Who Shaves the Barber? Why, me!Wednesday, April 24, 2019
Sometimes you find out you had something, but when you noticed, it was gone.
This has happened to me with people, too. I learned to appreciate how they had contributed to my life once they were gone. The first in that list would be my mother whom I never told I loved her until I could not.
But sometimes you can get lucky and awareness can appear as a jolt. In the early 1990s in Vancouver there was a much larger photographic community (or it seemed that way) as few then could disappear into their homes and sit at their monitors. There were all kinds of events in town including the pissups at the CAPIC meetings. Of these (the CAPIC meetings) I went not for the beer but to feast my eyes on Rick Etkin’s (the host) assistant Nicole Scriabin.
There was an active photo gallery on Beatty Street that specialized in group shows of the erotic kind. It was there that I first met photographer Patrice Bilawka. She was a hoot, a happy person who also happened to be a very good advertising photographer. With our mutual friend Ian McGuffie we embarked on a project of doing monthly one night exhibitions in my studio on Robson and Granville. For McGuffie and for me Bilawka was one of the boys, that is, until she told us she was leaving town. It was then that I realized that she was an absolutely beautiful woman that might answer to the question, “Who shaves the barber?” “Why me,” I answered. I came to understand. So I proposed to take her photographs. She said yes but insisted on having a good makeup artist, Jessica Timmins Venturi. I was to take the photographs in Bilawka’s pad.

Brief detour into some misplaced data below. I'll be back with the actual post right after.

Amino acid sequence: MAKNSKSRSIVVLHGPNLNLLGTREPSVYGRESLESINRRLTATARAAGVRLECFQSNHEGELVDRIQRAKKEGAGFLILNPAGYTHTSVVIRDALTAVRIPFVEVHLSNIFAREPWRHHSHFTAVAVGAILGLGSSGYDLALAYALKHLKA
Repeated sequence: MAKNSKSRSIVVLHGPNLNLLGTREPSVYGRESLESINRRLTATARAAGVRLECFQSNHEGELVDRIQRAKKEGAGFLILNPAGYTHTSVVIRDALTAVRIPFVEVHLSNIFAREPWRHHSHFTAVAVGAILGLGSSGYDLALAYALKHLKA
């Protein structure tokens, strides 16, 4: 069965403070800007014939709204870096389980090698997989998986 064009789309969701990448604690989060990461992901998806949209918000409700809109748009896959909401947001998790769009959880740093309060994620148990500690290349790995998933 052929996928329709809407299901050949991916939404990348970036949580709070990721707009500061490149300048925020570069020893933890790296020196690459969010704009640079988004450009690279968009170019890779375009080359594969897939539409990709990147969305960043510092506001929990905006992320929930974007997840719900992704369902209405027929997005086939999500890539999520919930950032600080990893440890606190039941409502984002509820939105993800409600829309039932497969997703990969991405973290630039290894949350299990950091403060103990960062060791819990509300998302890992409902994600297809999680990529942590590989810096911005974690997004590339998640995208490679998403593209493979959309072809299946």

When I arrived I set up my lights but noticed lots of beautiful light coming from the windows and casting Venetian blinds type (a cliché!). While waiting for Venturi to finish I noticed two important things. One was that Bilawka had a bandaged left hand. I did not ask. It was only much later, weeks later that I found out that it had to do with an ex-boyfriend who was a boxer.
I also noticed that witnessing the application of makeup on a woman by a woman was intensely erotic. I quickly put my Mamiya RB-67 ProSD on a tripod mounted with the longish 250mm lens so I could take photographs without intruding.
The photographs I took after are some of the best I have ever taken. But those makeup photographs are something else.
The pictures here I took in September 1996 and you can see some here.
There is something to be said about going into my files (film files) and looking at contact sheets with a loupe. The pleasure (particularly until then undiscovered gems) can never be topped by looking at digital photographs on a giant monitor.
There has been a most pleasant occurrence related to the photographs above. I have discovered that Venturi is not only the excellent makeup artist that she is but that she is an extremely good photographer. Her website is here.
So again I have asked that question, “Who shaves the barber?” My question has been answered in the affirmative.